A: The best way to know if this is a side effect of the drug is to reduce the dose or stop it altogether for a period of time. If the needle feeling goes away, it's a side effect. If the side effect persists, you should find the highest dose that you can tolerate even if it's only one or two tablets a day.



Q: I have been on Ferriprox 500 mg per day I'm now trying to increase it, so one day per week I now take 1000 mg, since then I awake with numbness in my arms right down to the tips of my fingers, in which i then have no feeling in at all.  It wears off after 20 mins or so. What do you think is the cause of this, what can I do about it?? Been on Ferriprox a year and a half.


A: That sounds like either positional nerve compression during sleep or perhaps degenerative disc disease. It could be due to SS but I would check the other two possibilities first.



Q: Dr. is there any reason to find where the blood is leaking into my brain. when we were there, you didn't mention any kind of search for it. Maybe in my case, it didn't seem of concern. Of course, I may have missed the whole conversation.


A: In some situations, it may be worth finding the bleed. Those include situations like bleeding tumors or spinal dural tears that can be corrected. It may be better to try to chelate first and then pursue the bleeding source later. Each case is unique in this regard.



Q: I have restless legs at night and twitch and jerk, can't stay still.  Ropinirole 1mg ineffective.  Any suggestions?


A: Trial and error of medications like Lyrica, gabapentin, Cymbalta, amitriptyline and Topamax are worth a shot.



Q: I've been having terrible uncontrollable loose stools I am unaware when it happens, it's been going on for about two years, but now it's worse than ever.  I've been put on 8 Imodium per day which isn't working, have you any ideas as to what I can do?  I was diagnosed 24 years ago.


A: I can suggest three options: 1. Bulking agents to make the stool thicker and less runny: Metamucil for example + bananas. 2. Bowel training program to empty once daily. Difficult diet to maintain though. 3. Tincture of opium to slow the gut. Very effective but hard to find.



Q: I caught a cold - actually more sinus than anything else - typical sinus symptoms: sore throat, yellowish green mucous, burning eyes, slight cough.  Should I stop the Ferriprox?  Should I get an antibiotic as soon as possible ?  This is new to me.  Haven't had a cold in over 3 years.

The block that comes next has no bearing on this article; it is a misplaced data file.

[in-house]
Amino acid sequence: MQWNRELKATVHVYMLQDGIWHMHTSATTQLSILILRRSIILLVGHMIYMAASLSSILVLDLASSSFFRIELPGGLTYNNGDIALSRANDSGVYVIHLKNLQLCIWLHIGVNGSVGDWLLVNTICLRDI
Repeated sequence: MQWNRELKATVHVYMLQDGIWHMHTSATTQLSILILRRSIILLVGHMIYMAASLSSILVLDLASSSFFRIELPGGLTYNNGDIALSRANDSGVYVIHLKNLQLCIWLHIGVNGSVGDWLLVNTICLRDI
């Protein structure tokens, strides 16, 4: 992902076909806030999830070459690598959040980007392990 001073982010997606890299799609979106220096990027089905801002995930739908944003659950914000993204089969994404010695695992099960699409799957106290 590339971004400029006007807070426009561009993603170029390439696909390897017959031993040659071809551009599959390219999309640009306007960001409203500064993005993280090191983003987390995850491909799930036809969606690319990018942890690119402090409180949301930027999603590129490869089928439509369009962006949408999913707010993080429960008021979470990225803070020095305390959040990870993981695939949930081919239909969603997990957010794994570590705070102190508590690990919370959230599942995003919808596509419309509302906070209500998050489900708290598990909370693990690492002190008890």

A: It's always safest to stop Ferriprox with an infection, just to be sure. Then you can quickly restart it when you're feeling better.



Q: I am having major back surgery in a week.  It's to repair damage of 2 broken vertebrae (T12-L1).  Should I discontinue Ferriprox until discharge from the hospital, in case I possible infection?  In an earlier answer you mentioned that people with SS take longer to recover from surgery and anaesthesia (Q10).  Why is that and about how much longer?


A: It's always a good idea to stop the Ferriprox whenever you're at risk for infections. To answer your other question, SS patients have reduced "neurological reserve." Neurological reserve is your capacity to resist neurological stress. Kids, older folks, and anyone with neurological disease have less neurological reserve. Depending on your reserve, you may take more or less time to bounce back from anesthesia.



Q: I've been having a problem with recurring urinary tract infections.  Is this a result of SS?  I've been trying to drink at least 8 glasses of water a day.  I've got problems with dry eyes, brittle nails, and the bottom of my feet feel like leather, very dry.  Are all these because of SS and what should I do about the UTI's?  I have to wear Poise pads because of leakage, and that seems like when the UTI's started.  Could that be a contributor, too?